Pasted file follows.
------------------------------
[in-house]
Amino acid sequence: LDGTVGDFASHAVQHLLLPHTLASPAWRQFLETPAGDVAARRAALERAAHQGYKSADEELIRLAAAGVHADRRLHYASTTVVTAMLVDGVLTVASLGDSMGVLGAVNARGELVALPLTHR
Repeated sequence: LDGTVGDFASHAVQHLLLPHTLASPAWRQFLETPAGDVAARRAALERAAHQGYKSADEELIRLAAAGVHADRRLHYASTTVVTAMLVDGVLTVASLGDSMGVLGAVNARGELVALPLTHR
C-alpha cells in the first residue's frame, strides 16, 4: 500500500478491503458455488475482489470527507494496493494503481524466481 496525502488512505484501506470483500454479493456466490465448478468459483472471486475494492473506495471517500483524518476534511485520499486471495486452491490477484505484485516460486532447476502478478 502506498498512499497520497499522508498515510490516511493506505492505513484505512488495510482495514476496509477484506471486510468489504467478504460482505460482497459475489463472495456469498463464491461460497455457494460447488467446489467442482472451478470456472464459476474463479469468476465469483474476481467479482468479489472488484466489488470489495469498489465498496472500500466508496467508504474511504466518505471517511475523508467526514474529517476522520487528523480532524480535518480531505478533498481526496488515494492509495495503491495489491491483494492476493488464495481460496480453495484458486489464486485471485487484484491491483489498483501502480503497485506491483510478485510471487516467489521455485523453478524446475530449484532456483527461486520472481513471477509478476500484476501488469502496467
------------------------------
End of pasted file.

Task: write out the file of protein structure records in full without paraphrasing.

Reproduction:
[in-house]
Amino acid sequence: LDGTVGDFASHAVQHLLLPHTLASPAWRQFLETPAGDVAARRAALERAAHQGYKSADEELIRLAAAGVHADRRLHYASTTVVTAMLVDGVLTVASLGDSMGVLGAVNARGELVALPLTHR
Repeated sequence: LDGTVGDFASHAVQHLLLPHTLASPAWRQFLETPAGDVAARRAALERAAHQGYKSADEELIRLAAAGVHADRRLHYASTTVVTAMLVDGVLTVASLGDSMGVLGAVNARGELVALPLTHR
C-alpha cells in the first residue's frame, strides 16, 4: 500500500478491503458455488475482489470527507494496493494503481524466481 496525502488512505484501506470483500454479493456466490465448478468459483472471486475494492473506495471517500483524518476534511485520499486471495486452491490477484505484485516460486532447476502478478 502506498498512499497520497499522508498515510490516511493506505492505513484505512488495510482495514476496509477484506471486510468489504467478504460482505460482497459475489463472495456469498463464491461460497455457494460447488467446489467442482472451478470456472464459476474463479469468476465469483474476481467479482468479489472488484466489488470489495469498489465498496472500500466508496467508504474511504466518505471517511475523508467526514474529517476522520487528523480532524480535518480531505478533498481526496488515494492509495495503491495489491491483494492476493488464495481460496480453495484458486489464486485471485487484484491491483489498483501502480503497485506491483510478485510471487516467489521455485523453478524446475530449484532456483527461486520472481513471477509478476500484476501488469502496467